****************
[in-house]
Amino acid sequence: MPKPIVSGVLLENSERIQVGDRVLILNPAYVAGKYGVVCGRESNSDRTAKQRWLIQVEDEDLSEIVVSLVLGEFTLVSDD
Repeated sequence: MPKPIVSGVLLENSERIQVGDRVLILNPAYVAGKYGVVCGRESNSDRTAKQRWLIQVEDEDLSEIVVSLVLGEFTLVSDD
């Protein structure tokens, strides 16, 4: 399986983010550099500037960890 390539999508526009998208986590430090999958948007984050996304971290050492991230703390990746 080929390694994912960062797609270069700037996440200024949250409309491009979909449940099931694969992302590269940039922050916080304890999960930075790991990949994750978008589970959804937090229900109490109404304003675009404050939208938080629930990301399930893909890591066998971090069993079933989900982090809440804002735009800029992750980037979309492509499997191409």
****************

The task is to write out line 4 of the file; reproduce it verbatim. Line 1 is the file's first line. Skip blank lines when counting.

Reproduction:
């Protein structure tokens, strides 16, 4: 399986983010550099500037960890 390539999508526009998208986590430090999958948007984050996304971290050492991230703390990746 080929390694994912960062797609270069700037996440200024949250409309491009979909449940099931694969992302590269940039922050916080304890999960930075790991990949994750978008589970959804937090229900109490109404304003675009404050939208938080629930990301399930893909890591066998971090069993079933989900982090809440804002735009800029992750980037979309492509499997191409």